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Over 40 Eye Health: The future is looking bright for aging eyes.

Over 40 Eye Health: The future is looking bright for aging eyes.

Woman getting an eye exam.

As we grow older, it’s not uncommon to experience various aches and pains as our bodies age. That applies to our eyes as well. Eye health also suffers the effects of getting older. We find it harder to read things up close, our vision starts to cloud and our eyes start to dry out more now than ever before. These all are indicators of age-related eye problems that become more common after the age of 40. A family history of eye disease and a past need for glasses play a vital role in prescribed eye exam frequency to screen for these everyday issues, but thankfully, in most cases, easy-to-implement treatments are available.


In simple terms, refractive error means the shape of your eye doesn’t bend light correctly, resulting in nearsightedness and farsightedness. For most people, this starts before 40, but can worsen with age. As a result, people would need reading or regular glasses or contacts.


A cataract occurs when the natural lens of the eye becomes cloudy over time. “Cataracts can cause people to have more trouble reading the restaurant menu because there is not enough light,” 
says T. Chris McCurry, MD, refractive specialist at Woodhams Eye Clinic. 
“It can also cause driving at night to be very difficult because of glare from the car lights and street lights.”

Although it cannot be prevented, wearing sunglasses to reduce ultraviolet exposure can help slow down development as can controlling blood sugar and not smoking. Currently, surgery is the most common treatment to remove cataracts. “It has been done with ultrasound energy traditionally, but laser technology has become a part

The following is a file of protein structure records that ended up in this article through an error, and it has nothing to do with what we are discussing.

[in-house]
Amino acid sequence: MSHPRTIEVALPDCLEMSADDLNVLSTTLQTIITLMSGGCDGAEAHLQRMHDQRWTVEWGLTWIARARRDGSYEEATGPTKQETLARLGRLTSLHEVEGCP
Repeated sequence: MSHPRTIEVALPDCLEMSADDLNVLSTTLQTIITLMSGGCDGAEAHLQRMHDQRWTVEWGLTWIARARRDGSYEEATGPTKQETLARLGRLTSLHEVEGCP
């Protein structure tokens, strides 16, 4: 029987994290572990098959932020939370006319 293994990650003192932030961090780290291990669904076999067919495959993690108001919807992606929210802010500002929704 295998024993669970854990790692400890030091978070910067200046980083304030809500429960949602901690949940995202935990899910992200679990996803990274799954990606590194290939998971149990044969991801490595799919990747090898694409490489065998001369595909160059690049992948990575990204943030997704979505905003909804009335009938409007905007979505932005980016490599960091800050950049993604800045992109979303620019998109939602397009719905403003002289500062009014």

of the picture,” says Andrew Feinberg, MD, partner at 
Georgia Eye Partners and medical director at 
Eye Surgery Center of Georgia. “It’s thought to be gentler to the eye, and we can do specific things like correct astigmatism.”


Simply put, glaucoma is the increased pressure within the eyeball, usually from fluid, that can reduce or eliminate sight. Common treatments for glaucoma are topical medications in the form of eye drops, laser surgery or incisional surgery.


As the name implies, dry eyes result when the eyes do not stay lubricated. This issue can be caused by not producing enough tears but, more commonly, happens because the body does not produce good quality tears, especially as we age. “It can manifest as burning, irritation, foreign body sensation (like something is in the eye), intermittent blurry vision and even tearing,” McCurry says.

Certain steps can help prevent dry eyes. “Symptoms can be prevented by controlling environmental conditions such as drafts, smoke, low humidity and allergen exposures, avoiding prolonged uninterrupted computer or screen sessions, consuming foods rich in omega-3 fatty acids, and by engaging in regular exercise to optimize cardiovascular health and improve blood flow,” says Anisa B. Threlkeld, MD, physician/owner of North Atlanta Eye Care.